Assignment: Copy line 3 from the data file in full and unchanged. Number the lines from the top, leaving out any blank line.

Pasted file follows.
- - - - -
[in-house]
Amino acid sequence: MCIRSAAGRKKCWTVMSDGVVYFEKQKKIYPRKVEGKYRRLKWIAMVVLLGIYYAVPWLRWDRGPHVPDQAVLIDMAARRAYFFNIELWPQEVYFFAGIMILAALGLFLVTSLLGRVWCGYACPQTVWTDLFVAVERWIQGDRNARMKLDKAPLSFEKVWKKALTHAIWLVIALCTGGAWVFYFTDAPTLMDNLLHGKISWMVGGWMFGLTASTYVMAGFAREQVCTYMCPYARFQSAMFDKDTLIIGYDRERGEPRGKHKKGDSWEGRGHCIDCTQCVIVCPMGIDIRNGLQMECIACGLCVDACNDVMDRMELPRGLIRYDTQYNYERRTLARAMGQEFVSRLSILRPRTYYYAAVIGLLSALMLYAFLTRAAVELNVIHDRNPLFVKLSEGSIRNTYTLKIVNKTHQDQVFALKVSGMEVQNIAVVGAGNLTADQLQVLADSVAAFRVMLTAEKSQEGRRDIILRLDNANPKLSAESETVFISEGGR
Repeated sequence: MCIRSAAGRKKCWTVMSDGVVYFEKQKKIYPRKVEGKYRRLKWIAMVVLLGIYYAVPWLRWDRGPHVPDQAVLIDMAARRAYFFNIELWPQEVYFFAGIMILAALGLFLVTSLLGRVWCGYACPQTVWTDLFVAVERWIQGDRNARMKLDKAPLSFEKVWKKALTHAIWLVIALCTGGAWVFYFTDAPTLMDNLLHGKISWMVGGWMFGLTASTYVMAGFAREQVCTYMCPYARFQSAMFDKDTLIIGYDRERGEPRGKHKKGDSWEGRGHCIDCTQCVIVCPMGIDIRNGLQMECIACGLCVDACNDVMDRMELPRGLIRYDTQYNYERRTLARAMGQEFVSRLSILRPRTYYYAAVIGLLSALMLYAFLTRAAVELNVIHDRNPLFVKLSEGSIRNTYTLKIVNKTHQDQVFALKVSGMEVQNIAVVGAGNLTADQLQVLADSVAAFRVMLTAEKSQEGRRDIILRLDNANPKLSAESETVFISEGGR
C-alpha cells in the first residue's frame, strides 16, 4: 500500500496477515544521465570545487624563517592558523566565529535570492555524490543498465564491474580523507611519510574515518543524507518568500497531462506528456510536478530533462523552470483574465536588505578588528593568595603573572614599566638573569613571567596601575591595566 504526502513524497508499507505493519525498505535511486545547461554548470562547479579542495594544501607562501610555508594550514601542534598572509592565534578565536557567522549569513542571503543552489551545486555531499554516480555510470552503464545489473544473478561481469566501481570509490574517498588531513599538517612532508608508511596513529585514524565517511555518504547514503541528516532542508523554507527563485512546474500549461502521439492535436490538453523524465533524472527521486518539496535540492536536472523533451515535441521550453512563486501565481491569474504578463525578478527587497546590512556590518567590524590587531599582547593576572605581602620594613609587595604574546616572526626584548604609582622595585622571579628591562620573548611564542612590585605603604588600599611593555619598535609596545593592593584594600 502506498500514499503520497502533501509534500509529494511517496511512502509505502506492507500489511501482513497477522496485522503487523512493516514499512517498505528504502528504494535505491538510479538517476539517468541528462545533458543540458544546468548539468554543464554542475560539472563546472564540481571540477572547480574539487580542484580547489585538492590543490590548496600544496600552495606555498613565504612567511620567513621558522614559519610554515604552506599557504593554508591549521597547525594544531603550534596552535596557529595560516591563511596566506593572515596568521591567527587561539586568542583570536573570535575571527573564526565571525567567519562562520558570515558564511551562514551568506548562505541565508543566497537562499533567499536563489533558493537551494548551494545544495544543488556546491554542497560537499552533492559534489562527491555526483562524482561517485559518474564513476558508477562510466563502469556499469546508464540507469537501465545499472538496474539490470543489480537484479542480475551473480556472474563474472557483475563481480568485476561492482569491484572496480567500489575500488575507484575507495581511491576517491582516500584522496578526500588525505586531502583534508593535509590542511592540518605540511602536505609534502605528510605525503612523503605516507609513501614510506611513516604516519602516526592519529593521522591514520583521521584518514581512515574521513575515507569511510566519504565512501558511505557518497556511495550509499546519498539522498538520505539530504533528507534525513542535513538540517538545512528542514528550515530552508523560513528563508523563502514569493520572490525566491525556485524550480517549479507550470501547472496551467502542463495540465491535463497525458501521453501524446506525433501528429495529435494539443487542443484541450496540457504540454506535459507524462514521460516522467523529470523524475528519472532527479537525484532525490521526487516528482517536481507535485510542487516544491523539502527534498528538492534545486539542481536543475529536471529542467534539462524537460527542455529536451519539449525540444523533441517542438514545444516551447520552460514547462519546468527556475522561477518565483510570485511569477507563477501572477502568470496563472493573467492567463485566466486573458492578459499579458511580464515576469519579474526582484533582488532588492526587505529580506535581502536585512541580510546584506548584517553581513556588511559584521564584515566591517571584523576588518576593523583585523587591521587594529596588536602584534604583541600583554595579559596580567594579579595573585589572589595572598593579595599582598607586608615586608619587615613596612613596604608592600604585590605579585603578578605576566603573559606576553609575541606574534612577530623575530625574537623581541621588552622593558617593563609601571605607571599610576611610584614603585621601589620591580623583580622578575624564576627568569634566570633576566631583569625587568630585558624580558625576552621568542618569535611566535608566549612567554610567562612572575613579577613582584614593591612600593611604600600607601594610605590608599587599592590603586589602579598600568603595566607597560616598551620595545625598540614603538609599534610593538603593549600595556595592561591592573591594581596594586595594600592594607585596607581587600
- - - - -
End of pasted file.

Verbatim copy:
Repeated sequence: MCIRSAAGRKKCWTVMSDGVVYFEKQKKIYPRKVEGKYRRLKWIAMVVLLGIYYAVPWLRWDRGPHVPDQAVLIDMAARRAYFFNIELWPQEVYFFAGIMILAALGLFLVTSLLGRVWCGYACPQTVWTDLFVAVERWIQGDRNARMKLDKAPLSFEKVWKKALTHAIWLVIALCTGGAWVFYFTDAPTLMDNLLHGKISWMVGGWMFGLTASTYVMAGFAREQVCTYMCPYARFQSAMFDKDTLIIGYDRERGEPRGKHKKGDSWEGRGHCIDCTQCVIVCPMGIDIRNGLQMECIACGLCVDACNDVMDRMELPRGLIRYDTQYNYERRTLARAMGQEFVSRLSILRPRTYYYAAVIGLLSALMLYAFLTRAAVELNVIHDRNPLFVKLSEGSIRNTYTLKIVNKTHQDQVFALKVSGMEVQNIAVVGAGNLTADQLQVLADSVAAFRVMLTAEKSQEGRRDIILRLDNANPKLSAESETVFISEGGR